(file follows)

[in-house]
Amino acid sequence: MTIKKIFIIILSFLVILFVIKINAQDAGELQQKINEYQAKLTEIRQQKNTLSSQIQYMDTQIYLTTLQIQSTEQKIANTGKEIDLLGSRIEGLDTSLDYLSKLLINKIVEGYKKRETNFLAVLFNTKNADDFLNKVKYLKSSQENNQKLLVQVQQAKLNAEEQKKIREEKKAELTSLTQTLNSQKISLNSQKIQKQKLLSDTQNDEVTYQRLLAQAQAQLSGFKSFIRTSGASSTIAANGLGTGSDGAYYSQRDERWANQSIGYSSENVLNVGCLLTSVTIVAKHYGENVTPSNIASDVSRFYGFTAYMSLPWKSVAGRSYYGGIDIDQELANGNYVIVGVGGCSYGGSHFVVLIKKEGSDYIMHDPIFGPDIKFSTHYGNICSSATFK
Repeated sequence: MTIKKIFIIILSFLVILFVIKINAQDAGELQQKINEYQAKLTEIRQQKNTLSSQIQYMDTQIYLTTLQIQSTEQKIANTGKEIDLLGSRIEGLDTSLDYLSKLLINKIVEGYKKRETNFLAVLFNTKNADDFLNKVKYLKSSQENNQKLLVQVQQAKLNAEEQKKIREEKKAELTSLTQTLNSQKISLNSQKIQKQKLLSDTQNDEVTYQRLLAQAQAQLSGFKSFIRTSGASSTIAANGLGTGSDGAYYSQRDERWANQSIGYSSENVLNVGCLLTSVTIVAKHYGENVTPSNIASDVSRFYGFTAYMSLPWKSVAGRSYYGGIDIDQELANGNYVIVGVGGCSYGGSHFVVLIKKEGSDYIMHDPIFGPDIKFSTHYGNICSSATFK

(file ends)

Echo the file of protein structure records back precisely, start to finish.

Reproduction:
[in-house]
Amino acid sequence: MTIKKIFIIILSFLVILFVIKINAQDAGELQQKINEYQAKLTEIRQQKNTLSSQIQYMDTQIYLTTLQIQSTEQKIANTGKEIDLLGSRIEGLDTSLDYLSKLLINKIVEGYKKRETNFLAVLFNTKNADDFLNKVKYLKSSQENNQKLLVQVQQAKLNAEEQKKIREEKKAELTSLTQTLNSQKISLNSQKIQKQKLLSDTQNDEVTYQRLLAQAQAQLSGFKSFIRTSGASSTIAANGLGTGSDGAYYSQRDERWANQSIGYSSENVLNVGCLLTSVTIVAKHYGENVTPSNIASDVSRFYGFTAYMSLPWKSVAGRSYYGGIDIDQELANGNYVIVGVGGCSYGGSHFVVLIKKEGSDYIMHDPIFGPDIKFSTHYGNICSSATFK
Repeated sequence: MTIKKIFIIILSFLVILFVIKINAQDAGELQQKINEYQAKLTEIRQQKNTLSSQIQYMDTQIYLTTLQIQSTEQKIANTGKEIDLLGSRIEGLDTSLDYLSKLLINKIVEGYKKRETNFLAVLFNTKNADDFLNKVKYLKSSQENNQKLLVQVQQAKLNAEEQKKIREEKKAELTSLTQTLNSQKISLNSQKIQKQKLLSDTQNDEVTYQRLLAQAQAQLSGFKSFIRTSGASSTIAANGLGTGSDGAYYSQRDERWANQSIGYSSENVLNVGCLLTSVTIVAKHYGENVTPSNIASDVSRFYGFTAYMSLPWKSVAGRSYYGGIDIDQELANGNYVIVGVGGCSYGGSHFVVLIKKEGSDYIMHDPIFGPDIKFSTHYGNICSSATFK